Marine

Copper-nickel Alloys are used for Seawater Systems, Desalination Units and to Protect Offshore Structures

Copper, the most noble of the metals in common use, has excellent resistance to corrosion in the atmosphere and in fresh water. In seawater, the copper-nickel alloys have superior resistance to corrosion, coupled with excellent anti-fouling properties.

Copper cladding of wooden-hulled warships, introduced by the Royal Navy in the 18th century to prevent damage by wood-boring insects and worms such as the teredo, was discovered to prevent biofouling by weed and molluscs. This meant that ships could stay at sea for long periods without cleaning. Nelson’s successful blockade tactics, and subsequent victory at Trafalgar, was partly due to the superior speed of his clean-hulled ships.

The addition of nickel to copper improves its strength and durability, and also the resistance to corrosion and erosion in natural waters, including seawater, brackish and treated water. The alloys also show excellent resistance to stress-corrosion cracking and corrosion fatigue.

The added advantage of high resistance to macro-fouling provides a material ideal for use in marine and saltwater environments for commercial and naval shipping, desalination plants, heat exchange equipment, seawater and hydraulic pipelines, oil rigs and platforms, fish farming cages, seawater intake screens, offshore renewables, ship and boat hulls and more.

Copper Alloys for Marine Environments

Copper Alloys for Marine Environments is a CDA publication that provides engineers with an appreciation of copper alloys commonly used in marine applications. It gives an overview of the range of alloys and their properties, with references and sources for further information.

Copper Alloys for Marine Environments

Click here to download the publication

Copper Alloys in Seawater: Avoidance of Corrosion

Copper Alloys in Seawater: Avoidance of Corrosion is a CDA publication that gives practical guidance for engineers on the avoidance of corrosion in copper alloys for seawater applications.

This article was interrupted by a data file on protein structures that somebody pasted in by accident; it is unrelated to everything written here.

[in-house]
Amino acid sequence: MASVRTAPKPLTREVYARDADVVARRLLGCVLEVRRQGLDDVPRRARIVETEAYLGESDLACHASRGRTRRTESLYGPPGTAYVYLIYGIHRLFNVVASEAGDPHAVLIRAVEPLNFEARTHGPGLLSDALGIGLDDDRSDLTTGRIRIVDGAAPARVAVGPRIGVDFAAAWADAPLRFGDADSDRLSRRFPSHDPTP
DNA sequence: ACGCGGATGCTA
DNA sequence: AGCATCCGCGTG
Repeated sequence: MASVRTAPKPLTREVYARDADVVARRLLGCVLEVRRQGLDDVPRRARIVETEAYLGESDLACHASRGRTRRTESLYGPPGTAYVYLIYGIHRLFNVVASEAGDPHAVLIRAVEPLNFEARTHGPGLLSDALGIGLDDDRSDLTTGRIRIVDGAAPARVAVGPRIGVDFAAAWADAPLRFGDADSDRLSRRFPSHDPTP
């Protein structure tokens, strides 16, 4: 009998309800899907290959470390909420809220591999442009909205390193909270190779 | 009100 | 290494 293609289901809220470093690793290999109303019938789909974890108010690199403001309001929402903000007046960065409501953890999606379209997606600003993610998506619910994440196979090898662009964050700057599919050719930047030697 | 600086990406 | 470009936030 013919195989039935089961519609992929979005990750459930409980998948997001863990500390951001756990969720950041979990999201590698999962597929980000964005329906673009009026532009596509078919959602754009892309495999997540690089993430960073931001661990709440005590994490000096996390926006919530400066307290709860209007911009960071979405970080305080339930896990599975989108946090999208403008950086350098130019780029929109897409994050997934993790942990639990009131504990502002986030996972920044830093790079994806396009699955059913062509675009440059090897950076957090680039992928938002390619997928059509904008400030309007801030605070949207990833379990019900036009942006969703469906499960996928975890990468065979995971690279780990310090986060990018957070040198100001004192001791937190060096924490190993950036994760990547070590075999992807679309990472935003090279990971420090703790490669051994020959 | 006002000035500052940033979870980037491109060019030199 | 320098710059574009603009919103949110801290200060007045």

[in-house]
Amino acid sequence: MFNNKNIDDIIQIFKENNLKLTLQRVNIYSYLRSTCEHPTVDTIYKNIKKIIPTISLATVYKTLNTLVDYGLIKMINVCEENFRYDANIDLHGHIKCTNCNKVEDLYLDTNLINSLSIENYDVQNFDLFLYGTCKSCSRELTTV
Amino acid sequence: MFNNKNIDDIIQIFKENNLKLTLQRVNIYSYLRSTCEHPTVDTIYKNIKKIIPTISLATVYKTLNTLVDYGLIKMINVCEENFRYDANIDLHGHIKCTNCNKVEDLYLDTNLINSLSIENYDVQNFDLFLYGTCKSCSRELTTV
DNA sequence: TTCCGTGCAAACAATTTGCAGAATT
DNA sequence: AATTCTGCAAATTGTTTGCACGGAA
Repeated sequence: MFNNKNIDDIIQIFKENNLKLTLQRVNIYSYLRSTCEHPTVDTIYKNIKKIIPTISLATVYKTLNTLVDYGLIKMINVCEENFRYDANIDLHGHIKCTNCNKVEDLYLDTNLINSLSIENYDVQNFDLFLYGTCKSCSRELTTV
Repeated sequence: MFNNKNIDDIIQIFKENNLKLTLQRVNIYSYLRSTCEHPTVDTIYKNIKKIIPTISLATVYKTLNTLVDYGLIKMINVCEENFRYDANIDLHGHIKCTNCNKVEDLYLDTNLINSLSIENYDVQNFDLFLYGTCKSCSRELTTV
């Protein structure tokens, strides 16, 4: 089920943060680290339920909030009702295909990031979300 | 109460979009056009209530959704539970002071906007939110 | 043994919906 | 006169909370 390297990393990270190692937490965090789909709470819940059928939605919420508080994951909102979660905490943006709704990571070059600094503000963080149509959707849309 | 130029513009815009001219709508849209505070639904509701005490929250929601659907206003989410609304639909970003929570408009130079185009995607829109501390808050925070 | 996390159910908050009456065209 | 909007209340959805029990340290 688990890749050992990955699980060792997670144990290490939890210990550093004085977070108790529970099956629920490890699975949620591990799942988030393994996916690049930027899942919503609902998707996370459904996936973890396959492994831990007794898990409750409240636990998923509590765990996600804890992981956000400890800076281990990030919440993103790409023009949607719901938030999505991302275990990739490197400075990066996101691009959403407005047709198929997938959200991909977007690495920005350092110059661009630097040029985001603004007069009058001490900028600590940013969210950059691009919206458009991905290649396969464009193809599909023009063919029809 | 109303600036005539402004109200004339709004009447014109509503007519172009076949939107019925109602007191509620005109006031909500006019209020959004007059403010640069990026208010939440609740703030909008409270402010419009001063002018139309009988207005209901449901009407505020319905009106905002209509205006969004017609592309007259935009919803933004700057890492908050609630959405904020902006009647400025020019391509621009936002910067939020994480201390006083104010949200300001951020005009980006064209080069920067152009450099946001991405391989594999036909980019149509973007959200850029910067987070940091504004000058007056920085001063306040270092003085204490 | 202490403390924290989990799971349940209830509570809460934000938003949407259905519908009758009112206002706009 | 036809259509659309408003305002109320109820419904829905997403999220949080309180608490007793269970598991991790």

Copper alloys have been widely used in seawater and related brines, such as in thermal desalination plants, for many years, generally with excellent results. They are commonly used for piping, valves, pumps and heat exchanger tubing, but have found many other applications.

Occasionally there are failures due to corrosion, and in many cases these could be avoided by following some simple design recommendations, by selecting an alternative copper alloy, or by using a simple preventative strategy. This publication covers the most common types of corrosion and shows simple methods to avoid them. If these are implemented at the design stage, it can save a large expenditure after a corrosion failure.

The guide has been written principally for marine, mechanical and other engineers who have to select materials of construction but do not have a corrosion background.

Click here to view the publication page, with individual sections available for download.

Click here to download it in full.

View the Series of 5 Training Videos on Welding of Copper-nickel

  1. Cleaning and preparation for welding of copper-nickel alloy
  2. TIG welding copper-nickel alloy
  3. Pipe welding copper-nickel alloy
  4. Shielded metal arc welding copper-nickel alloy
  5. Pulsed MIG welding copper-nickel alloy

FAQs

Are 90-10 and 70-30 copper-nickels susceptible to stress corrosion cracking?

They do not experience chloride or sulphide stress corrosion. They have a high resistance to ammonia stress corrosion compared to other copper alloys and do not require a stress relief anneal for seawater service.

Are copper-nickel alloys immune to fouling in seawater?

As for copper, copper-nickels have a high inherent resistance to macrofouling. However, there will be normally be colonisation of microfouling (slimes).

I am designing a hinge in a lock gate which is under water and, since access is difficult, I am looking for a maintenance free bearing for a hinge. What do you suggest?